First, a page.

Podcasts are changing the way people consume content:
According to an annual report from Edison Research in 2017, the percentage of podcast listeners in the US was growing in almost all demographics.
Some 40 percent of those surveyed had listened to a podcast compared to 36 percent the previous year. As had the percentages of regular listeners. A further 24 percent had listeners to a podcast in the past month compared to 21 percent in the previous years. And 15 percent had listened to a podcast in the past week, up from 13 percent the previous year.
And according to the report, the term ‘listened to’ is significant. 86 percent claimed to have listened to a podcast either all the way or most of the way through.
The biggest consumers of podcasts are 18-34-year-olds of whom 44 percent have listened to at least one podcast. The second largest demographic is 35-54-year-olds of whom 33 percent have heard a podcast. Meanwhile, the podcast audience is mostly comprised of men. 56 percent of those who listened to podcast were male.
The study also found that podcast listeners were, on average, more wealthy and better educated than those who didn’t listen to them. That’s a particularly significant stat for podcast sponsors and advertisers.
Research also shows it’s a big audience, roughly similar in size to Twitter’s total active users.
The whole thing seems to be raising the profile of audio content across the board. According to Nielsen Audio ratings, radio listening is on the up too. For example, NPR stations reached an all-time high of 37.4 million in autumn 2016. That represents an increase of nearly 4m years compared to the previous year for that radio station alone.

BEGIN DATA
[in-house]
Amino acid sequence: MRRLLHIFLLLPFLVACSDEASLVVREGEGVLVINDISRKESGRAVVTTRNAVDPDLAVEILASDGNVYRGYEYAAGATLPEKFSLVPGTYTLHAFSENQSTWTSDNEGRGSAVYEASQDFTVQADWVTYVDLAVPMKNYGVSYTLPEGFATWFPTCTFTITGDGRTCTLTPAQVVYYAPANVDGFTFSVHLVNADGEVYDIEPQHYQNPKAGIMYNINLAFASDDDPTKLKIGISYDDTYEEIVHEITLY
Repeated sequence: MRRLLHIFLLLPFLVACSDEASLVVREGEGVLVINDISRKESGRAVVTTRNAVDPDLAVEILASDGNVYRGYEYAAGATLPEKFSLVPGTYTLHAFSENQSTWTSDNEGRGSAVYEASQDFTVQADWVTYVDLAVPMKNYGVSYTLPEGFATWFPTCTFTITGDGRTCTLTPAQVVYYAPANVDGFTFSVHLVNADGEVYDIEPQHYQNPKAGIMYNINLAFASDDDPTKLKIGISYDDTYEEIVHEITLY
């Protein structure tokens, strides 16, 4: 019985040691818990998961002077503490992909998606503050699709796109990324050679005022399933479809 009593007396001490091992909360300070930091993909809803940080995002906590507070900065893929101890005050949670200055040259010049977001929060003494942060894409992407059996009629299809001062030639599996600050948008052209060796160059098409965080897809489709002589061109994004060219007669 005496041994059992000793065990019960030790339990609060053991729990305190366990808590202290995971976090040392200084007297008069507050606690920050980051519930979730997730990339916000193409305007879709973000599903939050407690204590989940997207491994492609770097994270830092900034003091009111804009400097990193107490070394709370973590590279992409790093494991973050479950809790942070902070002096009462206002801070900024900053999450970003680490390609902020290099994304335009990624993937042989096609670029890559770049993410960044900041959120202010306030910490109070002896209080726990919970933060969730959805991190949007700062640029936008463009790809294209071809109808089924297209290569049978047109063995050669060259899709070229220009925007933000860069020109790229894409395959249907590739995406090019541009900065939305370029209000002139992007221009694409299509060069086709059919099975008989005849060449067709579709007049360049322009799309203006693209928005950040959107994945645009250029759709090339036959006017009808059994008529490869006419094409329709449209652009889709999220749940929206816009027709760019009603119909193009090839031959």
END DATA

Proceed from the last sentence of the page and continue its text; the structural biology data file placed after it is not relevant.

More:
What are the most popular podcasts?
One of the most popular platforms for finding and listening to podcasts is through Apple’s iTunes service. That service also ranks podcasts on the number of downloads to give an idea about which podcasts are most popular.
These are the most popular on Apple:
Atlanta Monster – HowStuffWorks & Tenderfoot TV
A Very Fatal Murder – The Onion
The Science Of Happiness – Pri And The Greater Good Science Center
The Joe Rogan Experience – Joe Rogan
This American Life – This American Life
Kickass News – Mathis Entertainment, Inc.
The Daily – The New York Times
Stuff You Should Know – HowStuffWorks
Making Obama – WBEZ Chicago
Pardon My Take – Barstool Sports
The Podium – NBC Olympics
Conspiracy Theories – Parcast Network
Embedded – NPR
Slow Burn: A Podcast About Watergate – Slate
WorkLife with Adam Grant – TED
Pod Save America – Crooked Media
Business Wars – Wondery
Oprah’s SuperSoul Conversations – Oprah
Hidden Brain – NPR
My Favourite Murder with Karen Kilgariff and Georgia Hardstark – Karen Kilgariff & Georgia
Of course, these are just a tiny sample of the podcasts available on Apple. There are many hundreds of thousands of hours of listening found across the internet.
All this being said, the very best podcast of all can be found right here: the official Verdict podcast.